MOSCOW (AP) — President Vladimir Putin took a parting shot at the Obama administration Tuesday, accusing it of trying to undermine Donald Trump's legitimacy with fake allegations and "binding the president-elect hand and foot to prevent him from fulfilling his election promises."
In his first public remarks about an unsubstantiated dossier outlining unverified claims that Trump engaged in sexual activities with prostitutes at a Moscow hotel, Putin dismissed the material as "nonsense."
"People who order such fakes against the U.S. president-elect, fabricate them and use them in political struggle are worse than prostitutes," Putin said. "They have no moral restrictions whatsoever, and it highlights a significant degree of degradation of political elites in the West, including in the United States."
Separately, Foreign Minister Sergey Lavrov said the dossier, compiled by former British spy Christopher Steele, was a "rude provocation." The diplomat contemptuously called its author a "runaway swindler from MI6," Britain's foreign intelligence agency. Trump has rejected the sexual allegations as "fake news" and "phony stuff."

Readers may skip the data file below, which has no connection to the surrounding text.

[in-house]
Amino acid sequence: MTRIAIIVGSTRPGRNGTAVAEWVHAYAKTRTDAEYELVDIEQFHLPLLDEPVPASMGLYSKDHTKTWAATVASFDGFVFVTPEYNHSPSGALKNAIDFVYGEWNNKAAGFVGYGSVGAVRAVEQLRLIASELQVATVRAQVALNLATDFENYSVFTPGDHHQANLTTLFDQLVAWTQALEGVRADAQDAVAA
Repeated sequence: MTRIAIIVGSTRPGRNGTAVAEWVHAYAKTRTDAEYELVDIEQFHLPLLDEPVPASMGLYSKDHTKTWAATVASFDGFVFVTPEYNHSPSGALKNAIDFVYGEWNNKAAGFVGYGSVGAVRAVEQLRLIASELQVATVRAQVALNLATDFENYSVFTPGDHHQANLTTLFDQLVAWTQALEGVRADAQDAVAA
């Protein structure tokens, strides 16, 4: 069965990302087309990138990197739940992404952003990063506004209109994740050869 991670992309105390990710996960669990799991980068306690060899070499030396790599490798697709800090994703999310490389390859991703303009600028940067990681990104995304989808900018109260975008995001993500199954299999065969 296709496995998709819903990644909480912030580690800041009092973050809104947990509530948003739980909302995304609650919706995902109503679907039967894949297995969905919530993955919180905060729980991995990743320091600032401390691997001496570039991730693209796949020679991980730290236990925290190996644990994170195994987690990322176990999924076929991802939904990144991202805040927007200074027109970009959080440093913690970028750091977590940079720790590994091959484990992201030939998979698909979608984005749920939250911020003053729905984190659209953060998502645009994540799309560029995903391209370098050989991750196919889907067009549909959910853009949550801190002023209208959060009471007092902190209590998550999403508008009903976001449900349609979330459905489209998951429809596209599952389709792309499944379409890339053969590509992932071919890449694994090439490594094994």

The statements by Putin and Lavrov reflected the Kremlin's deep anger at President Barack Obama's administration in a culmination of tensions that have built up over the crisis in Ukraine, the war in Syria and allegations of Russian meddling in the U.S. election.
Putin said the allegations were part of efforts by the Obama administration to "undermine the legitimacy of the president-elect" despite his "convincing" victory.
Asked about Putin's remarks, White House press secretary Josh Earnest said it "was not the first time the intelligence community has had some uncomfortable things to say about Russia."
"These are the kind of things I'm sure the Russians would rather not to hear, but ultimately, and this is something that the next administration is going to have to decide, there's a pretty stark divide here," he added.
Putin voiced hope that "common sense will prevail" and Russia and the United States will be able to normalize relations once Trump takes office Friday.
"I don't know Mr. Trump," Putin said. "I have never met him and I don't know what he will do on the international arena. I have no reason whatsoever to assail him, criticize him for something, or defend him."